Wait, though: what does sharing execution actually mean? Let’s see two examples to understand the concept better.

Let’s use the observable interval as an example: we want to create an observable that emits every 1000 ms (1 second), and we want to share the execution with all the subscribers, regardless of when they subscribed.

const subject$ = new Subject<number>();
const observer = {
  next: console.log
};
const observable$ = interval(1000);
// subscribe after 1 second
setTimeout(() => {
  console.log("Subscribing first observer");    
  subject$.subscribe(observer);
}, 1000);
// subscribe after 2 seconds
setTimeout(() => {
  console.log("Subscribing second observer");
  subject$.subscribe(observer);
}, 2000);
// subscribe using subject$ as an observer
observable$.subscribe(subject$);

Let’s summarize the snippet above

  • we create a subject called subject$ and an observer which simply logs the current value after each emission
  • we create an observable that emits every 1 second (using interval)
  • we subscribe respectively after 1 and 2 seconds
  • finally, we use the subject as an observer and subscribe to the interval observable

Let’s see the output:

As you can see in the image above, even if the second observable subscribed after 1 second, the values emitted to the 2 observers are exactly the same. Indeed, they share the same source observable.

Another common example that shows the usefulness of multicasting is subscribing to an observable that executes an HTTP request, a scenario that happens often in frameworks such as Angular: by multicasting the observable, you can avoid executing multiple requests and share the execution with multiple subscribers, that will receive the same value.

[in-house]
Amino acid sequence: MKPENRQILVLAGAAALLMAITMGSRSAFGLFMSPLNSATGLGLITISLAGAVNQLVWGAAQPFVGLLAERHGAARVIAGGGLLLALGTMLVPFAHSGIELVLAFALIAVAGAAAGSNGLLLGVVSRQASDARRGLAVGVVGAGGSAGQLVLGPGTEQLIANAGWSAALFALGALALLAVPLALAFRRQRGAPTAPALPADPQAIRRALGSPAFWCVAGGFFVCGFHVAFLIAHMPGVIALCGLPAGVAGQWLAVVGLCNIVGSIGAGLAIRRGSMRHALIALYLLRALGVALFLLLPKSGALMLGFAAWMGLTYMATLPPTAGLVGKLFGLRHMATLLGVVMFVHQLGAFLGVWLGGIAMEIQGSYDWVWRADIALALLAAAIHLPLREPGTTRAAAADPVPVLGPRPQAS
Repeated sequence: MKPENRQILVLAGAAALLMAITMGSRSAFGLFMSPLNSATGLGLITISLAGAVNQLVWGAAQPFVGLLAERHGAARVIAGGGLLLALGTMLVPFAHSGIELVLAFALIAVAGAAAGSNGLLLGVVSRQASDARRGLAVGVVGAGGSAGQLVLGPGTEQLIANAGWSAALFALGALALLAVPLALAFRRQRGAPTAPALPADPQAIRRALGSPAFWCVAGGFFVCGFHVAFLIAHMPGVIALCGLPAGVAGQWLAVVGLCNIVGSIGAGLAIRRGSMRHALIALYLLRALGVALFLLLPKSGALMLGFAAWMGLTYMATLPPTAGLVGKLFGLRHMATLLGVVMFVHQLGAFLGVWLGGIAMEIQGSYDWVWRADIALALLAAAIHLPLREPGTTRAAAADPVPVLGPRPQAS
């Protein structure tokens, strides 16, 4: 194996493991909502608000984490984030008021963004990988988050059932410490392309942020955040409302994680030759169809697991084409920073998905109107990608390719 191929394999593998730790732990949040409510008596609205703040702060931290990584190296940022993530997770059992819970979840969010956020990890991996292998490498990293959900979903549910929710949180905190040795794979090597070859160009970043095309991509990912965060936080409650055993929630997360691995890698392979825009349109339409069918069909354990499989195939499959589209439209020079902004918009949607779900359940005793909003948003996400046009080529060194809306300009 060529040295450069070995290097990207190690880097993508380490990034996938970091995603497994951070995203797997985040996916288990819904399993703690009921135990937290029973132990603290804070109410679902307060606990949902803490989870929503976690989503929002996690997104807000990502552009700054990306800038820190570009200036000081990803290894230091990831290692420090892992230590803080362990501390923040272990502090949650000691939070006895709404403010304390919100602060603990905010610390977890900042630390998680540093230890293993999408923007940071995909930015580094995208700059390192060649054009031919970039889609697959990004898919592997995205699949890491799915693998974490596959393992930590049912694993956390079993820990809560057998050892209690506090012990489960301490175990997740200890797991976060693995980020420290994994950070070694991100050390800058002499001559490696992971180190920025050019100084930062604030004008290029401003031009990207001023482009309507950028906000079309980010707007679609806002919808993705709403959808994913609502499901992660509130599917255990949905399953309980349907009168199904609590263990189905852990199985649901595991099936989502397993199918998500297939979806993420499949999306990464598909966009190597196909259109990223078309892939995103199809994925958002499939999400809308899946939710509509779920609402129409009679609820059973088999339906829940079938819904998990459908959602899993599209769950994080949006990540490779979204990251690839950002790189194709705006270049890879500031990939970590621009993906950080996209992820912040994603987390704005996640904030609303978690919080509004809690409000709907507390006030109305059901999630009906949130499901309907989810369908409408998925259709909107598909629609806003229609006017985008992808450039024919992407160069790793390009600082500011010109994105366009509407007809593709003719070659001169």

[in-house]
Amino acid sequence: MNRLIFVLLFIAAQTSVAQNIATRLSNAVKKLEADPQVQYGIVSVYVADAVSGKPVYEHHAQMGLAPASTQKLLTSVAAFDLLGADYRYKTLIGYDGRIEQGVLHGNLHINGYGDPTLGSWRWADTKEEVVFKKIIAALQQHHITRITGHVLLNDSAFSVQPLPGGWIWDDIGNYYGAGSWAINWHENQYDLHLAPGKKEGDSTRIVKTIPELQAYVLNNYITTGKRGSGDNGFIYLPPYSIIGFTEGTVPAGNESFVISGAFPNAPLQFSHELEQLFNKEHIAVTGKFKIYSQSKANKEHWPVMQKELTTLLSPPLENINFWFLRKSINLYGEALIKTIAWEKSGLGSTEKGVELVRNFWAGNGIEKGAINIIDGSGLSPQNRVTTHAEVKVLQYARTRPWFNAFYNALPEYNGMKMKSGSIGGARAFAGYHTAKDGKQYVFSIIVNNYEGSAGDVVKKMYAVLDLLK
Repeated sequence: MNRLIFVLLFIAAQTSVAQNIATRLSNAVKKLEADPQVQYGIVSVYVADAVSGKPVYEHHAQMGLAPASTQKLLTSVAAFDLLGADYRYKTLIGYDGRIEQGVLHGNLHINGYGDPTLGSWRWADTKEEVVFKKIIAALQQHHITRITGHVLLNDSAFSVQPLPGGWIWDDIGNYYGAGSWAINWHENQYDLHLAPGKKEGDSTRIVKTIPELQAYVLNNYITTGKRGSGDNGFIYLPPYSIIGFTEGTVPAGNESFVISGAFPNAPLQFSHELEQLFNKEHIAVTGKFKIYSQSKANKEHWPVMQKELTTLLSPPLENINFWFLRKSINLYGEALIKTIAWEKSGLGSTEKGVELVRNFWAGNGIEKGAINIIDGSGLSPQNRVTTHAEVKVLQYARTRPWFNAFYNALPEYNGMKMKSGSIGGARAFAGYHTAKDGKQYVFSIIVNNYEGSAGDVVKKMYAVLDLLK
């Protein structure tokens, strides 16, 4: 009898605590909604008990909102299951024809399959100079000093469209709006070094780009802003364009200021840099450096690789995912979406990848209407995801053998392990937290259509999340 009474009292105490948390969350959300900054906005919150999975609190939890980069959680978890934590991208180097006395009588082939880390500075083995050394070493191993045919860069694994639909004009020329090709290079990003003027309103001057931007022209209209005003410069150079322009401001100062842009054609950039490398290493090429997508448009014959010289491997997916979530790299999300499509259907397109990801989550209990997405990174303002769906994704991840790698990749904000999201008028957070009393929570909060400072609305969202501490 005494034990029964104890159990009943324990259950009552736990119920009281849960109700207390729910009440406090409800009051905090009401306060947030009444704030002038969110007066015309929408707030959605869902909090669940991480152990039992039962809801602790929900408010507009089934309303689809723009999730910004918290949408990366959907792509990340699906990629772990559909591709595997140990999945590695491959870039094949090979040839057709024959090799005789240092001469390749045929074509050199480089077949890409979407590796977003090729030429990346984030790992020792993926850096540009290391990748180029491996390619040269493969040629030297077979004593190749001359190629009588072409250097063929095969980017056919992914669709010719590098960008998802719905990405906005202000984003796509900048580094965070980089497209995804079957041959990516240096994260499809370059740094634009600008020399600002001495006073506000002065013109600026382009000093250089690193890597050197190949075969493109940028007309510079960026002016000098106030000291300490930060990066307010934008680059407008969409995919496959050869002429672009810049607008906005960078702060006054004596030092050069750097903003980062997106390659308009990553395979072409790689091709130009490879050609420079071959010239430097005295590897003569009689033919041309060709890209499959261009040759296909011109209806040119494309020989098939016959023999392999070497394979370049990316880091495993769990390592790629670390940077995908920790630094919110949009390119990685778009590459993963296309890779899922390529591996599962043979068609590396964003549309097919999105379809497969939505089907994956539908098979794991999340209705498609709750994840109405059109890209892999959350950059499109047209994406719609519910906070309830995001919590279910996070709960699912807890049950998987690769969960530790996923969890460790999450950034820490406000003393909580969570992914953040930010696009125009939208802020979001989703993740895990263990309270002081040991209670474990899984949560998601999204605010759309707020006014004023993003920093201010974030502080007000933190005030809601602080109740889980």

AsyncSubject

I personally find AsyncSubject the least known type of Subject, simply because I never really needed it, or more likely I didn’t know I could have needed it.

In short, the AsyncSubject will:

  • emit only once it completes
  • emit only the latest value it received
const asyncSubject$ = new AsyncSubject();
asyncSubject$.next(1);
asyncSubject$.next(2);
asyncSubject$.next(3);
asyncSubject$.subscribe(console.log);
// ... nothing happening!
asyncSubject$.complete();
// 3

As you can see, even if we subscribed, nothing happened until we called the method complete.

ReplaySubject

Before introducing a ReplaySubject, let’s see a common situation where normal Subjects are used:

  • we create a subject
  • somewhere in our app, we start pushing values to the subject, but there’s no subscriber yet
  • at some point, the first observer subscribes
  • we expect the observer to emit the values (all of them? or only the last one?) that were previously pushed through the subject
  • … nothing happening! In fact, a Subject has no memory
const subject$ = new Subject();
// somewhere else in our app
subject.next(/* value */);
// somewhere in our app
subject$.subscribe(/* do something */);
// nothing happening

This is one of the situations when a ReplaySubject can help us: in fact, a Subject will record the values emitted and will push to the observer all the values emitted when a subscribed.

Let’s get back to the question above: does a ReplaySubject replay all the emissions or only the latest one?

Well, by default, the subject will replay all the items emitted, but we can provide an argument called bufferSize. This argument defines the number of emissions that the ReplaySubject should keep in its memory:

const subject$ = new ReplaySubject(1);
subject$.next(1);
subject$.next(2);
subject$.next(3);
subject$.subscribe(console.log);
// Output
// 3

There’s also a second argument that can be passed to ReplaySubject in order to define how long the old values should be stored in memory.